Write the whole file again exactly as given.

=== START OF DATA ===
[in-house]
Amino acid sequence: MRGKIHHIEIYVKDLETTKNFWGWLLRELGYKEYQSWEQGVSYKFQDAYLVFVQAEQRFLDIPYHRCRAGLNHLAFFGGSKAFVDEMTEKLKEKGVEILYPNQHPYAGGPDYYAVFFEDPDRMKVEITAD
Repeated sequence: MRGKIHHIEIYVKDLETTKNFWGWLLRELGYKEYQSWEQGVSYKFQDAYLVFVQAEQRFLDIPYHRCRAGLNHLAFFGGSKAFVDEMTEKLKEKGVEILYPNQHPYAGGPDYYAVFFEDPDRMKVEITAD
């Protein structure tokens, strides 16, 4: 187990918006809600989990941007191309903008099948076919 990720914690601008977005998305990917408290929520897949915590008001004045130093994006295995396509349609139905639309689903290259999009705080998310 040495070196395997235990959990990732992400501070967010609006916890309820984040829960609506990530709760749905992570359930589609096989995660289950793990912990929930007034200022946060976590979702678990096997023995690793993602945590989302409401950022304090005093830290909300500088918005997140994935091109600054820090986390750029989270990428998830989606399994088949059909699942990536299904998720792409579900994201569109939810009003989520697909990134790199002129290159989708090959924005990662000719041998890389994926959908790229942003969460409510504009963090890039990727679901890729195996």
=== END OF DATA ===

[in-house]
Amino acid sequence: MRGKIHHIEIYVKDLETTKNFWGWLLRELGYKEYQSWEQGVSYKFQDAYLVFVQAEQRFLDIPYHRCRAGLNHLAFFGGSKAFVDEMTEKLKEKGVEILYPNQHPYAGGPDYYAVFFEDPDRMKVEITAD
Repeated sequence: MRGKIHHIEIYVKDLETTKNFWGWLLRELGYKEYQSWEQGVSYKFQDAYLVFVQAEQRFLDIPYHRCRAGLNHLAFFGGSKAFVDEMTEKLKEKGVEILYPNQHPYAGGPDYYAVFFEDPDRMKVEITAD
């Protein structure tokens, strides 16, 4: 187990918006809600989990941007191309903008099948076919 990720914690601008977005998305990917408290929520897949915590008001004045130093994006295995396509349609139905639309689903290259999009705080998310 040495070196395997235990959990990732992400501070967010609006916890309820984040829960609506990530709760749905992570359930589609096989995660289950793990912990929930007034200022946060976590979702678990096997023995690793993602945590989302409401950022304090005093830290909300500088918005997140994935091109600054820090986390750029989270990428998830989606399994088949059909699942990536299904998720792409579900994201569109939810009003989520697909990134790199002129290159989708090959924005990662000719041998890389994926959908790229942003969460409510504009963090890039990727679901890729195996």